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ESLICARBAZEPINE ACETATE AS ADD-ON TO DIFFERENT AED MONOTHERAPIES
  1. Philippe Derambure1,
  2. Rob McMurray2,
  3. Rui Sousa3,
  4. Martin Holtkamp4
  1. 1 University Hospital Roger Salengro, France
  2. 2 Eisai Europe Ltd, UK
  3. 3 Bial, Portugal
  4. 4 Charité – Universitätsmedizin Berlin, Germany

Abstract

Purpose The Eslicarbazepine acetate in Partial-Onset Seizures (EPOS) study investigated the effectiveness and safety/tolerability of eslicarbazepine acetate (ESL) as add-on to antiepileptic monotherapy in everyday clinical practice. An analysis of ESL's effectiveness by baseline antiepileptic drug is presented.

Method Adult patients with uncontrolled partial-onset seizures under antiepileptic monotherapy, whose clinician had previously and independently decided to initiate ESL add-on therapy, were included. Retention rate, responder rate and change from baseline in Quality of Life in Epilepsy Inventory-10 (QOLIE-10) scores were assessed after 6 months according to the most frequent baseline monotherapies (>5% of patients).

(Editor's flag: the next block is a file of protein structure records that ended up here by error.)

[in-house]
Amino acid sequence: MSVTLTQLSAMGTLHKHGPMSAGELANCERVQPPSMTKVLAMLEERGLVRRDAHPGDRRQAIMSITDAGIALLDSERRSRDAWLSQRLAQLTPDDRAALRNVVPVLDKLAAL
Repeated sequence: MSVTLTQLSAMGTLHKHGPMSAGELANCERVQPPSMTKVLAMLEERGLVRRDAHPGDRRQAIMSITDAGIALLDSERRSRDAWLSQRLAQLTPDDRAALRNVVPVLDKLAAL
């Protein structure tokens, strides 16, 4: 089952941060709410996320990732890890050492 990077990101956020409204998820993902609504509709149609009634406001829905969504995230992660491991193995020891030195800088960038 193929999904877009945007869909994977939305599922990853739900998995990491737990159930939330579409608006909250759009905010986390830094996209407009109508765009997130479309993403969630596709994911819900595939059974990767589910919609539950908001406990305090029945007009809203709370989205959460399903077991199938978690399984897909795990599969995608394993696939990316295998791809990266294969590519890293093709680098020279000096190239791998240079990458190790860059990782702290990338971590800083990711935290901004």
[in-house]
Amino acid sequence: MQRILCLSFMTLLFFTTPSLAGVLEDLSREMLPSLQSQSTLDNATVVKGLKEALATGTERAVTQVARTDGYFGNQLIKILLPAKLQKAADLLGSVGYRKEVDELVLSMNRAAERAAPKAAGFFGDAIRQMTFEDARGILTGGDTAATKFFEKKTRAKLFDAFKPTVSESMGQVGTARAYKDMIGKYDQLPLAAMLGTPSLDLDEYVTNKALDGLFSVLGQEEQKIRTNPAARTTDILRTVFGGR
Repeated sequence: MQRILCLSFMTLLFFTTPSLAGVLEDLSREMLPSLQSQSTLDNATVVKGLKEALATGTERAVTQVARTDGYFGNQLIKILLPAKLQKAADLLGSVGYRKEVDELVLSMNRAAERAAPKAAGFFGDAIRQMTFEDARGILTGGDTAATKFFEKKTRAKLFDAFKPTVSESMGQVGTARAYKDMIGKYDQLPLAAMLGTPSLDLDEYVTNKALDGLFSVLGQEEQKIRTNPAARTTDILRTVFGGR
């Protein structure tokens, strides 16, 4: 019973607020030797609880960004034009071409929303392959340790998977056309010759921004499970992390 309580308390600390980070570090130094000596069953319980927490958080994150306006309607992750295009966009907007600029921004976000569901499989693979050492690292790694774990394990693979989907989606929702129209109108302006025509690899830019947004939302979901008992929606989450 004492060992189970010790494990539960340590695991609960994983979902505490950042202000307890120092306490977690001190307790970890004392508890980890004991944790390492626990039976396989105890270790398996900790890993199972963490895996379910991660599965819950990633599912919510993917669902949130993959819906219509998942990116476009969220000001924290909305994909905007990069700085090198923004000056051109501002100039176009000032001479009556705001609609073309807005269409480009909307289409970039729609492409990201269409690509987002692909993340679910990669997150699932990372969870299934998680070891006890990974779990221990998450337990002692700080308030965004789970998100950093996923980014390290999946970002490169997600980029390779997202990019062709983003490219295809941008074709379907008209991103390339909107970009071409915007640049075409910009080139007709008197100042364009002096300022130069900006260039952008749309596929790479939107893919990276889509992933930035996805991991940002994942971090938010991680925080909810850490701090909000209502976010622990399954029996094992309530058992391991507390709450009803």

Results Of 219 patients included, 85, 57, 31 and 14 received baseline monotherapy with levetiracetam (LEV), lamotrigine (LTG), valproate (VAL) and carbamazepine (CBZ), respectively. Retention rates were 100% (CBZ), 85.5% (LEV), 80.0% (VAL) and 75.9% (LTG). Responder rates were 92.9% (CBZ), 88.5% (VAL), 81.9% (LEV) and 69.8% (LTG). Mean changes in QOLIE-10 scores were −20.1% (LEV), −16.7% (LTG) and −13.1% (VAL); not calculated for CBZ due to low numbers.

Conclusion The retention, efficacy and impact on quality of life of ESL were favourable regardless of the type of monotherapy to which it was added. The analysis was limited by low subgroup patient numbers.

Supported by Eisai.

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